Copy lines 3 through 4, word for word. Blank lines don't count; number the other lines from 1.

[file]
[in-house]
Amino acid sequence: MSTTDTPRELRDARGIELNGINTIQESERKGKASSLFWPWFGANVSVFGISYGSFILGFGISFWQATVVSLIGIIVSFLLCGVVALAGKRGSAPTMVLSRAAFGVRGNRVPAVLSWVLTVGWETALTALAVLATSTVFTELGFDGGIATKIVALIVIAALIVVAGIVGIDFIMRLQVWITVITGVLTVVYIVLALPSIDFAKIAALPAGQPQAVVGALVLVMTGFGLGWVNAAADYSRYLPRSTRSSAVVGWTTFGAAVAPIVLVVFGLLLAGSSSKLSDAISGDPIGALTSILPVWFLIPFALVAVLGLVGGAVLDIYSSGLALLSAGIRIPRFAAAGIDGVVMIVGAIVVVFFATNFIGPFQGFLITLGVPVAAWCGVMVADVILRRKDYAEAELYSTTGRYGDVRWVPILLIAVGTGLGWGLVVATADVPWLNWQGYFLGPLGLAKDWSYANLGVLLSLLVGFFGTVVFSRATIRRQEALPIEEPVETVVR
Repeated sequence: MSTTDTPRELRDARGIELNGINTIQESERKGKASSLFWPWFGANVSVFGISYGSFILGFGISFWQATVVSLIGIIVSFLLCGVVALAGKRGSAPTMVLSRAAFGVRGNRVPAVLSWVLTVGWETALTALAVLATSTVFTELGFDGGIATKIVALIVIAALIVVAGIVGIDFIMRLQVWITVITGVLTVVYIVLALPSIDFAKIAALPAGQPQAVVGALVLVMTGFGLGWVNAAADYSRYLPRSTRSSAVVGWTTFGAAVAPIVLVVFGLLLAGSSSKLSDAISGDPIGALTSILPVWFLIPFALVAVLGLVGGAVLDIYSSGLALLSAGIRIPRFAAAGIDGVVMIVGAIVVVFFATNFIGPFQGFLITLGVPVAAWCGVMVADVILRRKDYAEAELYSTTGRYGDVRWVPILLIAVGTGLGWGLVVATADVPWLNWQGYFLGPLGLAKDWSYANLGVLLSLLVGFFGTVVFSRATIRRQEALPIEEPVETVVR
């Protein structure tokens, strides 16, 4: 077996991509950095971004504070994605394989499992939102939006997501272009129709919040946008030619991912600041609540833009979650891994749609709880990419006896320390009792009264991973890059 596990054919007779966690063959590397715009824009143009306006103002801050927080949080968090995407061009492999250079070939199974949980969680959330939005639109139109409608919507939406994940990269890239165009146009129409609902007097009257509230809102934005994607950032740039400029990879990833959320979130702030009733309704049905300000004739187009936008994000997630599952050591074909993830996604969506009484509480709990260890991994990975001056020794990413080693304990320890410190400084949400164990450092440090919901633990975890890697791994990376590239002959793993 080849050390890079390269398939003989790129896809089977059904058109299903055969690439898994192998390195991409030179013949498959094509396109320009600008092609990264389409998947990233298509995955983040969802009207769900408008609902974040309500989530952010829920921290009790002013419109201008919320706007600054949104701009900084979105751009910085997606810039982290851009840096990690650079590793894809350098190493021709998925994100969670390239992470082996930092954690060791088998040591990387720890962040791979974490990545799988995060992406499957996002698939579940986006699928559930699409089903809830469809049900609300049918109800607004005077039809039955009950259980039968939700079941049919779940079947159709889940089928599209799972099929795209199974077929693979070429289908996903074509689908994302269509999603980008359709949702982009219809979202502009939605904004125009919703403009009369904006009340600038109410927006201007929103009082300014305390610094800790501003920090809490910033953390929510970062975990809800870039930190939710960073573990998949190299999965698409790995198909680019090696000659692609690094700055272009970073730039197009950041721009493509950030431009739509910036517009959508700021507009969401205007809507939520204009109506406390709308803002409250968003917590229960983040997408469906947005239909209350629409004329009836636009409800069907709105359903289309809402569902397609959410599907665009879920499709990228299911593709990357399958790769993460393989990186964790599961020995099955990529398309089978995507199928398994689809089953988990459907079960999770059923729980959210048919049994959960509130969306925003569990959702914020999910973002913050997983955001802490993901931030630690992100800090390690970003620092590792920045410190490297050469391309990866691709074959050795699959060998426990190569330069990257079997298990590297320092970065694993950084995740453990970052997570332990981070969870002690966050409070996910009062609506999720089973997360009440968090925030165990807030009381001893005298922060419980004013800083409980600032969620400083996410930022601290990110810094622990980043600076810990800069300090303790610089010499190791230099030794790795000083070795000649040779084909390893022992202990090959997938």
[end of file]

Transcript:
Repeated sequence: MSTTDTPRELRDARGIELNGINTIQESERKGKASSLFWPWFGANVSVFGISYGSFILGFGISFWQATVVSLIGIIVSFLLCGVVALAGKRGSAPTMVLSRAAFGVRGNRVPAVLSWVLTVGWETALTALAVLATSTVFTELGFDGGIATKIVALIVIAALIVVAGIVGIDFIMRLQVWITVITGVLTVVYIVLALPSIDFAKIAALPAGQPQAVVGALVLVMTGFGLGWVNAAADYSRYLPRSTRSSAVVGWTTFGAAVAPIVLVVFGLLLAGSSSKLSDAISGDPIGALTSILPVWFLIPFALVAVLGLVGGAVLDIYSSGLALLSAGIRIPRFAAAGIDGVVMIVGAIVVVFFATNFIGPFQGFLITLGVPVAAWCGVMVADVILRRKDYAEAELYSTTGRYGDVRWVPILLIAVGTGLGWGLVVATADVPWLNWQGYFLGPLGLAKDWSYANLGVLLSLLVGFFGTVVFSRATIRRQEALPIEEPVETVVR
């Protein structure tokens, strides 16, 4: 077996991509950095971004504070994605394989499992939102939006997501272009129709919040946008030619991912600041609540833009979650891994749609709880990419006896320390009792009264991973890059 596990054919007779966690063959590397715009824009143009306006103002801050927080949080968090995407061009492999250079070939199974949980969680959330939005639109139109409608919507939406994940990269890239165009146009129409609902007097009257509230809102934005994607950032740039400029990879990833959320979130702030009733309704049905300000004739187009936008994000997630599952050591074909993830996604969506009484509480709990260890991994990975001056020794990413080693304990320890410190400084949400164990450092440090919901633990975890890697791994990376590239002959793993 080849050390890079390269398939003989790129896809089977059904058109299903055969690439898994192998390195991409030179013949498959094509396109320009600008092609990264389409998947990233298509995955983040969802009207769900408008609902974040309500989530952010829920921290009790002013419109201008919320706007600054949104701009900084979105751009910085997606810039982290851009840096990690650079590793894809350098190493021709998925994100969670390239992470082996930092954690060791088998040591990387720890962040791979974490990545799988995060992406499957996002698939579940986006699928559930699409089903809830469809049900609300049918109800607004005077039809039955009950259980039968939700079941049919779940079947159709889940089928599209799972099929795209199974077929693979070429289908996903074509689908994302269509999603980008359709949702982009219809979202502009939605904004125009919703403009009369904006009340600038109410927006201007929103009082300014305390610094800790501003920090809490910033953390929510970062975990809800870039930190939710960073573990998949190299999965698409790995198909680019090696000659692609690094700055272009970073730039197009950041721009493509950030431009739509910036517009959508700021507009969401205007809507939520204009109506406390709308803002409250968003917590229960983040997408469906947005239909209350629409004329009836636009409800069907709105359903289309809402569902397609959410599907665009879920499709990228299911593709990357399958790769993460393989990186964790599961020995099955990529398309089978995507199928398994689809089953988990459907079960999770059923729980959210048919049994959960509130969306925003569990959702914020999910973002913050997983955001802490993901931030630690992100800090390690970003620092590792920045410190490297050469391309990866691709074959050795699959060998426990190569330069990257079997298990590297320092970065694993950084995740453990970052997570332990981070969870002690966050409070996910009062609506999720089973997360009440968090925030165990807030009381001893005298922060419980004013800083409980600032969620400083996410930022601290990110810094622990980043600076810990800069300090303790610089010499190791230099030794790795000083070795000649040779084909390893022992202990090959997938």